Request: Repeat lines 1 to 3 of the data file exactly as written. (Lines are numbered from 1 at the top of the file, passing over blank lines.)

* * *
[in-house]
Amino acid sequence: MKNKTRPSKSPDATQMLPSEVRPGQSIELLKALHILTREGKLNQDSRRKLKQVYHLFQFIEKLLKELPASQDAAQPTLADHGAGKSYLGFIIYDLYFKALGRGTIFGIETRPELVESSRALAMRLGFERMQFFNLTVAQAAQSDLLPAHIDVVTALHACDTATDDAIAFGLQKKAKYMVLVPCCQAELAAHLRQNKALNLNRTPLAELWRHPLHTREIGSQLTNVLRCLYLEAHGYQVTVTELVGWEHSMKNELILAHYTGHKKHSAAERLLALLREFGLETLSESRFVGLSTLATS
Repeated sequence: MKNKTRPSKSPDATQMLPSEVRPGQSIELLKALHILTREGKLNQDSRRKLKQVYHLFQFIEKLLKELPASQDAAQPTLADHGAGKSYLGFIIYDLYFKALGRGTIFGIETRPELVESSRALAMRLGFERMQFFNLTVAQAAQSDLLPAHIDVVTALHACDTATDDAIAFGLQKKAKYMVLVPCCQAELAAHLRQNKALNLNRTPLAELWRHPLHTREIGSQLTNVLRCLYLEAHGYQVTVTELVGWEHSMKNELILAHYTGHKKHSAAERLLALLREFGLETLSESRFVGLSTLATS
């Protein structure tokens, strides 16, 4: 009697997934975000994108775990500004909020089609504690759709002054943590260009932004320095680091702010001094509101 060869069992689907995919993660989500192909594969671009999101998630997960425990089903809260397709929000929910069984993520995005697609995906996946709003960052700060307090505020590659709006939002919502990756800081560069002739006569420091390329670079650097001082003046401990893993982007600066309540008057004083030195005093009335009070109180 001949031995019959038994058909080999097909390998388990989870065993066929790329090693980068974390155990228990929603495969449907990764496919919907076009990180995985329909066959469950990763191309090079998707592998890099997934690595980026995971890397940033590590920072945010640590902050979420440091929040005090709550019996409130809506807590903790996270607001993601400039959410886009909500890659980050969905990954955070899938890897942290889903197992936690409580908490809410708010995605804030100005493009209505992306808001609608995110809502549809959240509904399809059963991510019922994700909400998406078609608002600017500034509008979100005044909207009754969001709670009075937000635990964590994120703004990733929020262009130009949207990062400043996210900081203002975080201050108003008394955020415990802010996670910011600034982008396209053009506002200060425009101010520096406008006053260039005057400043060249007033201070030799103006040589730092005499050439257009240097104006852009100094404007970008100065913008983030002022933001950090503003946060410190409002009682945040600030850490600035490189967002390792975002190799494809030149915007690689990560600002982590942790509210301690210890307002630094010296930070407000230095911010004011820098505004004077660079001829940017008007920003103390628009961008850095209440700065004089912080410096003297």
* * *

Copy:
[in-house]
Amino acid sequence: MKNKTRPSKSPDATQMLPSEVRPGQSIELLKALHILTREGKLNQDSRRKLKQVYHLFQFIEKLLKELPASQDAAQPTLADHGAGKSYLGFIIYDLYFKALGRGTIFGIETRPELVESSRALAMRLGFERMQFFNLTVAQAAQSDLLPAHIDVVTALHACDTATDDAIAFGLQKKAKYMVLVPCCQAELAAHLRQNKALNLNRTPLAELWRHPLHTREIGSQLTNVLRCLYLEAHGYQVTVTELVGWEHSMKNELILAHYTGHKKHSAAERLLALLREFGLETLSESRFVGLSTLATS
Repeated sequence: MKNKTRPSKSPDATQMLPSEVRPGQSIELLKALHILTREGKLNQDSRRKLKQVYHLFQFIEKLLKELPASQDAAQPTLADHGAGKSYLGFIIYDLYFKALGRGTIFGIETRPELVESSRALAMRLGFERMQFFNLTVAQAAQSDLLPAHIDVVTALHACDTATDDAIAFGLQKKAKYMVLVPCCQAELAAHLRQNKALNLNRTPLAELWRHPLHTREIGSQLTNVLRCLYLEAHGYQVTVTELVGWEHSMKNELILAHYTGHKKHSAAERLLALLREFGLETLSESRFVGLSTLATS